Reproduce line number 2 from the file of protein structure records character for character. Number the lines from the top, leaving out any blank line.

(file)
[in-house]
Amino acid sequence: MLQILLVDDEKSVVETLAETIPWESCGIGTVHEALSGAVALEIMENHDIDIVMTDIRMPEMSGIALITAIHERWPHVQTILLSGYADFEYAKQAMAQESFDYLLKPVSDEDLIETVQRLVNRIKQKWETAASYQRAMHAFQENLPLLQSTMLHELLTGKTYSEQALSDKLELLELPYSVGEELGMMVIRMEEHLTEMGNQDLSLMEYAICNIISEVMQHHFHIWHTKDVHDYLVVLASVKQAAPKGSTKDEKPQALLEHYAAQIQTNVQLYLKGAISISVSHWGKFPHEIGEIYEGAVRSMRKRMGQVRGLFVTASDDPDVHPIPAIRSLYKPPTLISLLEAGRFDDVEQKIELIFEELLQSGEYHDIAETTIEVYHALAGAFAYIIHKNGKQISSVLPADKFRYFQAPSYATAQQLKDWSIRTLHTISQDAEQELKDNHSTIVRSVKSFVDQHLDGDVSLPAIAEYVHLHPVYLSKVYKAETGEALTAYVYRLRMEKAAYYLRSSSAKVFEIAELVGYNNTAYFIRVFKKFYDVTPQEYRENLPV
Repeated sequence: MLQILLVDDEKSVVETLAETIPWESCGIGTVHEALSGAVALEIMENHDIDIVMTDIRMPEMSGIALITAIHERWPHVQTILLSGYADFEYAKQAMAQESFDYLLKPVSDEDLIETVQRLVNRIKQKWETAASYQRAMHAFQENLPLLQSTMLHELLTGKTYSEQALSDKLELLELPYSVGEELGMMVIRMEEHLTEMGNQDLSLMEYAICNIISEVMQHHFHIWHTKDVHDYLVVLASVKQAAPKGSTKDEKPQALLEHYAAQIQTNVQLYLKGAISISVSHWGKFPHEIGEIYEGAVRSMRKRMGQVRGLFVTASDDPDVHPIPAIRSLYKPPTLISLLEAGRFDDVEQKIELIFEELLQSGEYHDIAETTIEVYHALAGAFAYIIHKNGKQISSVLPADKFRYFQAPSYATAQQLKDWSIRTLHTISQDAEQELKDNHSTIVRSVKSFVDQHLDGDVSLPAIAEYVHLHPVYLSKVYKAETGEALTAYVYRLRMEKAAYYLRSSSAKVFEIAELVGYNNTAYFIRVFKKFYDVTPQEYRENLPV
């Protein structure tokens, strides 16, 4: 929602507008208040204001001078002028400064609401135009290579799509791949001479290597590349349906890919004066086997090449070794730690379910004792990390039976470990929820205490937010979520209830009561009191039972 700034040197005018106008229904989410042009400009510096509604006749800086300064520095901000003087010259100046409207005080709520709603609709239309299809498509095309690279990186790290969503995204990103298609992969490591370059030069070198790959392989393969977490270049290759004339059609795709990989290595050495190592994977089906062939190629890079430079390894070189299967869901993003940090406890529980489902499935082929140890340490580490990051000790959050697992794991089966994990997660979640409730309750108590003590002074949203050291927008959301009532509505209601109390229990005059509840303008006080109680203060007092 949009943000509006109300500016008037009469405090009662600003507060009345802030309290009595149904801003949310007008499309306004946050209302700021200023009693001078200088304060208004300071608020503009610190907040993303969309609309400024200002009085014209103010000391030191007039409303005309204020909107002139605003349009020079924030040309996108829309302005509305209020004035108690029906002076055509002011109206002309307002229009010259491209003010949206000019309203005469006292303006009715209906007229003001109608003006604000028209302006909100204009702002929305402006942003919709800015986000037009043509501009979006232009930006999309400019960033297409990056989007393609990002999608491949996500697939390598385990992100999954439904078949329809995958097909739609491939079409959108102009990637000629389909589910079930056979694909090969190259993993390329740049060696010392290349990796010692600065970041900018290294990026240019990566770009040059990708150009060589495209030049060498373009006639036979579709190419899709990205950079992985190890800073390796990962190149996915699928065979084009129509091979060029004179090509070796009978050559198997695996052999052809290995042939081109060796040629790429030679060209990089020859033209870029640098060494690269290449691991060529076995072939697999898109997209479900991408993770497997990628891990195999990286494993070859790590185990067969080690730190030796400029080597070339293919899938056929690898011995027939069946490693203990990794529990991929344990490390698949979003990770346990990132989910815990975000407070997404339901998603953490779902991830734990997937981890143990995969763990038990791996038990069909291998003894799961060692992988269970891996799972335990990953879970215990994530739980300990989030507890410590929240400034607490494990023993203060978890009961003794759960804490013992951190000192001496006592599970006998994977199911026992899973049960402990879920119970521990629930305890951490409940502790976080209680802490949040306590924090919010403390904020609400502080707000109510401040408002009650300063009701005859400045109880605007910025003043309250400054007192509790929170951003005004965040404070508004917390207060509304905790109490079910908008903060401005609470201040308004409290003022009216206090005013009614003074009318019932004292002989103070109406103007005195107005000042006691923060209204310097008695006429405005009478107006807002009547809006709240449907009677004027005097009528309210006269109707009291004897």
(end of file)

Amino acid sequence: MLQILLVDDEKSVVETLAETIPWESCGIGTVHEALSGAVALEIMENHDIDIVMTDIRMPEMSGIALITAIHERWPHVQTILLSGYADFEYAKQAMAQESFDYLLKPVSDEDLIETVQRLVNRIKQKWETAASYQRAMHAFQENLPLLQSTMLHELLTGKTYSEQALSDKLELLELPYSVGEELGMMVIRMEEHLTEMGNQDLSLMEYAICNIISEVMQHHFHIWHTKDVHDYLVVLASVKQAAPKGSTKDEKPQALLEHYAAQIQTNVQLYLKGAISISVSHWGKFPHEIGEIYEGAVRSMRKRMGQVRGLFVTASDDPDVHPIPAIRSLYKPPTLISLLEAGRFDDVEQKIELIFEELLQSGEYHDIAETTIEVYHALAGAFAYIIHKNGKQISSVLPADKFRYFQAPSYATAQQLKDWSIRTLHTISQDAEQELKDNHSTIVRSVKSFVDQHLDGDVSLPAIAEYVHLHPVYLSKVYKAETGEALTAYVYRLRMEKAAYYLRSSSAKVFEIAELVGYNNTAYFIRVFKKFYDVTPQEYRENLPV